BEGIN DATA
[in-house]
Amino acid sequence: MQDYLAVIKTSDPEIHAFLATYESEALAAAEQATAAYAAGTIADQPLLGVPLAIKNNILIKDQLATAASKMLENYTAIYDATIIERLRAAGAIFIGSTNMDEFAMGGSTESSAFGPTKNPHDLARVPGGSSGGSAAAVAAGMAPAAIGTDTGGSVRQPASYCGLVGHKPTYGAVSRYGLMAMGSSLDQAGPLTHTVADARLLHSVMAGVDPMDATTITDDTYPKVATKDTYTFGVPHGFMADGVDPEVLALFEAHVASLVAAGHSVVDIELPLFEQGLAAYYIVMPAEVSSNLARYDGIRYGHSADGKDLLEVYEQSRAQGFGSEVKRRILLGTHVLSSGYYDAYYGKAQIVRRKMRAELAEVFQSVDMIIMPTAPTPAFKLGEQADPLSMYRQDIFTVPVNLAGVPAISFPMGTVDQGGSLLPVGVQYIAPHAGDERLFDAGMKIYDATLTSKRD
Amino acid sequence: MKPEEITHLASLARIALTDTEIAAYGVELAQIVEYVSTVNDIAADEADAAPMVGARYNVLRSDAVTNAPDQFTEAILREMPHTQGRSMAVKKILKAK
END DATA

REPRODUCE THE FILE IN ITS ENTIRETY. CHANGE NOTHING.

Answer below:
[in-house]
Amino acid sequence: MQDYLAVIKTSDPEIHAFLATYESEALAAAEQATAAYAAGTIADQPLLGVPLAIKNNILIKDQLATAASKMLENYTAIYDATIIERLRAAGAIFIGSTNMDEFAMGGSTESSAFGPTKNPHDLARVPGGSSGGSAAAVAAGMAPAAIGTDTGGSVRQPASYCGLVGHKPTYGAVSRYGLMAMGSSLDQAGPLTHTVADARLLHSVMAGVDPMDATTITDDTYPKVATKDTYTFGVPHGFMADGVDPEVLALFEAHVASLVAAGHSVVDIELPLFEQGLAAYYIVMPAEVSSNLARYDGIRYGHSADGKDLLEVYEQSRAQGFGSEVKRRILLGTHVLSSGYYDAYYGKAQIVRRKMRAELAEVFQSVDMIIMPTAPTPAFKLGEQADPLSMYRQDIFTVPVNLAGVPAISFPMGTVDQGGSLLPVGVQYIAPHAGDERLFDAGMKIYDATLTSKRD
Amino acid sequence: MKPEEITHLASLARIALTDTEIAAYGVELAQIVEYVSTVNDIAADEADAAPMVGARYNVLRSDAVTNAPDQFTEAILREMPHTQGRSMAVKKILKAK